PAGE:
- Any properties in JCA adapter files
- Modify and add policy references for the following
- Service component
- Service and reference binding components
Solution is to use configuration plan. Configuration plans enable you to modify these values using a single text (XML) file called a configuration plan. The configuration plan is created in either Oracle J-Developer or from the command line. During process deployment, the configuration plan is used to search the SOA project for values that must be replaced to adapt the project to the next target environment.
This blog we will check how to replace properties in JCA adapter files –
Use Case – Changing the Physical path for File Adapter from which it will read/write the contents.
While developing the Application; you design the adapter to have following path
The .jca file in this case will look like
<connection-factory location=”eis/file/R12Fileadapter” adapterRef=””/>
<endpoint-interaction portType=”Write_ptt” operation=”Write”>
<property name=”PhysicalDirectory” value=”/u01/fs/dev/filelocation “/>
<property name=”Append” value=”false”/>
<property name=”NumberMessages” value=”1″/>
- Generate a configuration for your composite
- Use the following code in configuration file to change the file location (Physical directory property of File Adapter ) -
<jca:property name=”PhysicalDirectory”><replace>/u01/fs/crp/filelocation</replace> </jca:property> </wsdlAndSchema>
- You will get the Physical Directory path replaced to – u01/fs/crp/filelocation
Similarly; you can replace the Topic/Queue name for the JMS adapter using following
<!– replace jms destination for jms adapter –>
Business finds that BPM is unavoidable and needs a reasonable explanation to – “What value organizations currently derive from BPM?”
What’s triggers BPM – Business triggers are: growth & innovation, standardization, compliance & safety, mergers & acquisitions, cost reduction, risk management, emerging competition, major business or IT transformations, major systems implementations (e.g. ERP), next generation process automation, or the decision to establish a BPM capability.
BPM is a thing of past, with CEP+BPM; vendors are offering ‘iBPM (Intelligent BPMs)’. Still no surprise that value addition is a primary concern for many. So let’s talk about the values BPM offers –
- Transparency – The approach supports a better understanding of processes, and enables organizations to consider them during managerial decision-making.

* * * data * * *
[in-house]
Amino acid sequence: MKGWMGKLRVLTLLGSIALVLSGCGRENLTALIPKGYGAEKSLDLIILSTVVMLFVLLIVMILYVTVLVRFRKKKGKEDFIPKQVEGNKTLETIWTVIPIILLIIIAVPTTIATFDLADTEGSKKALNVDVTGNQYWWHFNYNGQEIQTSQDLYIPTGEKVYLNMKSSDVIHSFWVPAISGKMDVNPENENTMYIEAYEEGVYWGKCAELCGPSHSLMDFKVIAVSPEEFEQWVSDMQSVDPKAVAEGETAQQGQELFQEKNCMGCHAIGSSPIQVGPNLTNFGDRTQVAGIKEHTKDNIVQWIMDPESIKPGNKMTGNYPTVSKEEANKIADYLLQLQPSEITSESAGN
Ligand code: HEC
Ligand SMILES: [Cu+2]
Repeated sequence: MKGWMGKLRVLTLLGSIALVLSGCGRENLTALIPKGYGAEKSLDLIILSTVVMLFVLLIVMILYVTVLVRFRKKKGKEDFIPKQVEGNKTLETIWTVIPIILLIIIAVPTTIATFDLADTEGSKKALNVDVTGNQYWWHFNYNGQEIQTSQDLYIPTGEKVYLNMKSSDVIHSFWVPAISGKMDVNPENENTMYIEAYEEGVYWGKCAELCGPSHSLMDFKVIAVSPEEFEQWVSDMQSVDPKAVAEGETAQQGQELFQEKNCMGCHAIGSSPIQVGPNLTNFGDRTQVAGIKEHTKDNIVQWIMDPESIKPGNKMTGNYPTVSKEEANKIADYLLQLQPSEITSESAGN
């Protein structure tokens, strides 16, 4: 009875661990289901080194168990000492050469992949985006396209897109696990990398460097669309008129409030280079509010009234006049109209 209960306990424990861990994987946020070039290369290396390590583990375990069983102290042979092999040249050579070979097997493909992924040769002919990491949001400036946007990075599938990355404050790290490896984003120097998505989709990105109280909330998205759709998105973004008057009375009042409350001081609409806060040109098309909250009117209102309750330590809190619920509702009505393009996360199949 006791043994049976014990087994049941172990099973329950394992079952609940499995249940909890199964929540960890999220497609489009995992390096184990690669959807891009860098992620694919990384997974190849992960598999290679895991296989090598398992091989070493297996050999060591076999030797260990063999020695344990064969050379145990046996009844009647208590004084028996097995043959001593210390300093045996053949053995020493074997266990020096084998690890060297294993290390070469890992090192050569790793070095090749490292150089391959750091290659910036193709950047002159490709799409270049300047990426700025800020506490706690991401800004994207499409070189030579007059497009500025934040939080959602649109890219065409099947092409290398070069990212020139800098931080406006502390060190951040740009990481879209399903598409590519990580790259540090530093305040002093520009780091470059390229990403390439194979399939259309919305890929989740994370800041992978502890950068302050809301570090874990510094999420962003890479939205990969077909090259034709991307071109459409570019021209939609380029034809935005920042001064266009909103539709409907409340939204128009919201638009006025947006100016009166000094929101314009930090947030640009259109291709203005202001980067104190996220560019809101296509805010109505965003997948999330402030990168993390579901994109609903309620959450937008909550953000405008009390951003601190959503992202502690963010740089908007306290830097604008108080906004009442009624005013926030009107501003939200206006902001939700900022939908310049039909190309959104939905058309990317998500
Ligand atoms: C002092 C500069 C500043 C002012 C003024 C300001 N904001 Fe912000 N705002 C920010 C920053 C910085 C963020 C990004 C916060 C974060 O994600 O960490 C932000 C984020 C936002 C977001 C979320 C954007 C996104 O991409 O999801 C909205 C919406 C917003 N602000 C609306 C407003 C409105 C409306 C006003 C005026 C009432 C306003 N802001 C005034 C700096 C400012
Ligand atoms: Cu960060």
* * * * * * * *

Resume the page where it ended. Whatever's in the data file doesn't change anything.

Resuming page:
- Streamline operations – They allow organizations to streamline operations (efficiency) and can contribute to increased quality of products, services and processes.
- Improved internal integration (for example, by driving the creation of employee centered processes) and external networking via tighter supply chains and an increased focus on the environmental implications of corporate operations.
- Agility and Predictability – BPM initiatives are essential in ensuring predictability and consistency (Compliance) as much as facilitating increased organizational agility.
- Visibility – BPM gives visibility of what is going on inside business processes in real-time. This means better visibility of business environment metrics and the integrated value chain, which includes forecast, supply, production, distribution, sales, invoicing, and customer service. This visibility enables us to monitor the KPIs and SLAs, and answer a wide range of questions, such as: - How many new accounts were opened during this particular time?Are we performing above or below the KPI?Which region is selling more?Which process is causing a bottleneck, how many transactions are blocked in and how much money do they represent?How many claims were received and how many have been resolved? How many loans are waiting for approval and how many were rejected?
- KPI and SLA driven business – BPM also allows managers to drive the business based on KPIs and SLAs. For example, in loan processing there are usually a lot of manual and paper-based activities. BPM replaces paper with electronic forms or scanned images that are automatically routed through the process. So if the marketing department launches a campaign promising loan approval in one day, BPM can automate that process and ensure adherence with SLAs.
- Optimizing business performance – BPM helps companies to drive their business according to specific objectives. BPM would enable the loan company to follow and manage each loan application in real-time through the whole approval process. Managers would be able to identify the products and the business units which are performing well, helping them to take better and faster decisions in order to increase business performance according to KPIs and SLAs.
Who don’t want its business to –
- Identify high-impact opportunities
- Define the best approach to exploit these opportunities (business + technology)
- Implement solutions and continuous improvement
- Implement change management and self-sufficiency.
Who can offer this? - BPM
BPM can be used to create and automate processes across applications, modify these processes with ease and structure collaborative processes and tasks. In addition BPM can be used to orchestrate across multi-channel customer interactions and give insight into key performance metrics. The applications can continue to be upgraded and maintained independent of the BPM layer.
BPM and its process accelerators offer –
- Designed for end-user customization
- Upgrade safe
- Deployed on-premise or in cloud